Amazon(NASDAQ:AMZN)validated its original programming efforts earlier this month, when its new series, Transparent, won best comedy at the Golden Globes.

The win is notable, as Amazon's show was up against several established favorites, including Netflix's Orange is the New Black and Time Warner's HBO series Girls. Yet, despite the critical acclaim, very few Prime subscribers actually watch the show.

Amazon viewers are less engaged
According to a new survey from Consumer Intelligence Research Partners, less than 40% of Amazon Prime subscribers have actually seen an episode of Transparent, and less than 10% have finished the entire series.

This stands in stark contrast to rival services: Nearly 80% of Netflix subscribers have watched at least one episode of Orange is the New Black, for example, and more than 80% of HBO Go subscribers have watched at least one episode of Game of Thrones. In fact, on a percentage basis, there are more HBO subscribers who have seen every episode of Game of Thrones than there are Amazon Prime members who have watched just a single episode of Transparent.

Of course, the comparison may not be completely fair -- Game of Thrones is going into its fifth season and has had several years to generate a loyal following. The same is partly true for Orange is the New Black, which debuts its third season this summer. Transparent, on the other hand, has only been available to Prime members since the end of September.

Admittedly, there is a certain selection bias at play -- given that Netflix and HBO only offer video, their subscribers are clearly motivated to watch original programming. Amazon Prime offers not only streaming video but free two-day shipping, access to the Kindle lending library, cloud storage, and free Prime Music, among other perks. Someone who subscribes to Prime for the two-day shipping may have no interest in the video content -- the same cannot be said for Netflix or HBO.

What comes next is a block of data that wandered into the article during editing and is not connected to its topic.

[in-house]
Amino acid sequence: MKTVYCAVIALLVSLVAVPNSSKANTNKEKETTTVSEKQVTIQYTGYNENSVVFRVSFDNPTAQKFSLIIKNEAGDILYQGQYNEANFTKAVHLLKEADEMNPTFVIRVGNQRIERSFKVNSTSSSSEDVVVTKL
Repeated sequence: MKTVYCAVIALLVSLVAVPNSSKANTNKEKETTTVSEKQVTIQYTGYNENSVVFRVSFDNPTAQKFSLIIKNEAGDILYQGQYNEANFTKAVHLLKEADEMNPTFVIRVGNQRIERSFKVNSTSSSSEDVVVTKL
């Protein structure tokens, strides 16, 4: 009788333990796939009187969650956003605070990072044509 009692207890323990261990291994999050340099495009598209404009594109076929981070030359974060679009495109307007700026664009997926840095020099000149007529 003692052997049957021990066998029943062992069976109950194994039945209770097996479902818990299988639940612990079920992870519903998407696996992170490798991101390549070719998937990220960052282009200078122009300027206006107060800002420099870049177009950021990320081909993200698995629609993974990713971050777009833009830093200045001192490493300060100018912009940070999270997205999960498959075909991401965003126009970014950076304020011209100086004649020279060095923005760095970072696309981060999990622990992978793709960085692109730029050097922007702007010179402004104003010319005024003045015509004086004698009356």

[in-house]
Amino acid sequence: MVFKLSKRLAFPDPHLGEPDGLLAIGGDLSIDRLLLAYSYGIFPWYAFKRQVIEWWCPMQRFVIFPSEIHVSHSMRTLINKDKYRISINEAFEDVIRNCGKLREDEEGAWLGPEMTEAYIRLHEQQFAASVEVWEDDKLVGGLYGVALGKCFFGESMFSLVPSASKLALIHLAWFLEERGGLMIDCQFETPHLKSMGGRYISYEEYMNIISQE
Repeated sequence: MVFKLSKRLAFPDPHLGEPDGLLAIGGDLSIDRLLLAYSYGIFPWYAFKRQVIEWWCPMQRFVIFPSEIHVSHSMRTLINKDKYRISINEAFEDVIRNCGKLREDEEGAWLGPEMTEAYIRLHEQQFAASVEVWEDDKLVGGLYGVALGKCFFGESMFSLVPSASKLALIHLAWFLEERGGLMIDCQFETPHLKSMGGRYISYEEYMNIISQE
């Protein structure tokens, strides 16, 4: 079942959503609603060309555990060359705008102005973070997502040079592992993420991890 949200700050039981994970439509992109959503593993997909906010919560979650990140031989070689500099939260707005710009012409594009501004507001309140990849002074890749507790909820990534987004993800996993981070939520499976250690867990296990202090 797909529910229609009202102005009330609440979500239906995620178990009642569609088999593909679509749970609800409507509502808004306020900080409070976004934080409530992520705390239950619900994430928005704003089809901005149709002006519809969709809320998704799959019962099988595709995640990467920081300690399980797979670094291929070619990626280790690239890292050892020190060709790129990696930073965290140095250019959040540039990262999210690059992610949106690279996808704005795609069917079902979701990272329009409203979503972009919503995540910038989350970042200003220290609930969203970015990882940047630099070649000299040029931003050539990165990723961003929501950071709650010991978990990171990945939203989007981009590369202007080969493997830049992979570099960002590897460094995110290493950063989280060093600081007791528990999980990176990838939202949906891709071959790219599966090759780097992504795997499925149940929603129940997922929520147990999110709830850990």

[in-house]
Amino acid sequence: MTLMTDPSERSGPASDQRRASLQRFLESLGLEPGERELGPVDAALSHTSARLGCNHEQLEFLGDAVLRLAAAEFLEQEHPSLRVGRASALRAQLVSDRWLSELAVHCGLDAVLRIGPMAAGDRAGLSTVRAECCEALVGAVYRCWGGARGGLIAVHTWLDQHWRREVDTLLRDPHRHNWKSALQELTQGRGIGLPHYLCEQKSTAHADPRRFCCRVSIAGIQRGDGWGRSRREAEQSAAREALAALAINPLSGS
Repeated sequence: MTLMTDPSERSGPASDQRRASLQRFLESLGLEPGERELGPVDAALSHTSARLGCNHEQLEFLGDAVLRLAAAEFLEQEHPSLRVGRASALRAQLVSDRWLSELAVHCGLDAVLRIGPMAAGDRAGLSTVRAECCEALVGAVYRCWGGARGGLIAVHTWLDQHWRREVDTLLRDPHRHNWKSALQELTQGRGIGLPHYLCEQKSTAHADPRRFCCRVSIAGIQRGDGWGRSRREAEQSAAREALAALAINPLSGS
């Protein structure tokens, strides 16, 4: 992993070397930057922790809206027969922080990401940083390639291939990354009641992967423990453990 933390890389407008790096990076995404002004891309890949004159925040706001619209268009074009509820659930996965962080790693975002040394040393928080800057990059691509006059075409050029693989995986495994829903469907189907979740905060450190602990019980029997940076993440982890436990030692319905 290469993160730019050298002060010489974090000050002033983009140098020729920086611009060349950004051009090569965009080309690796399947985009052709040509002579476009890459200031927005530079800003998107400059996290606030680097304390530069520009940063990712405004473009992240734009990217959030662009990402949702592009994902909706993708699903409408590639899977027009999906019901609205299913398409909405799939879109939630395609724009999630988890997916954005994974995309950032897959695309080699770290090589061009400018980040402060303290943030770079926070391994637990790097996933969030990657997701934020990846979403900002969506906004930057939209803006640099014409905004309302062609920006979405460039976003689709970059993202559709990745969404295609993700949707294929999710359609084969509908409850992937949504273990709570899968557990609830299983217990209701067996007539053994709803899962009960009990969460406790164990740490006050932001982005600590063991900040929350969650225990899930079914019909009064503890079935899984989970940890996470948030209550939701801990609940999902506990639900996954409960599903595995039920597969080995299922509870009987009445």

Is Amazon wasting investors' money?
The results of the survey are encouraging, in a sense, because they suggest that Amazon has much room to grow. Prime video content may be currently underappreciated, but if Amazon can do a better job popularizing its original series, the company can still meaningfully grow its Prime subscriber base in the years ahead. The recent Golden Globe win should only bolster those efforts.

However, the low viewership also suggests that Amazon's original programming efforts may be wasteful: The content is expensive to produce, and if members aren't watching, the money could be better spent elsewhere.

Amazon lost $437 million last quarter, more than analysts had expected. Contributing to that loss was $100 million it invested in original programming. Amazon management would argue that the money is well-spent, that establishing a library of quality video content will allow it to add Prime subscribers in the future and thereby grow a large base of loyal members.

Perhaps, but Amazon investors should hope for higher rates of engagement. Transparent may never become a widespread, cultural phenomenon like Game of Thrones, but a respectable fan base is needed. Critical acclaim is nice, but Amazon still has plenty of work to do to justify its investment in original programming.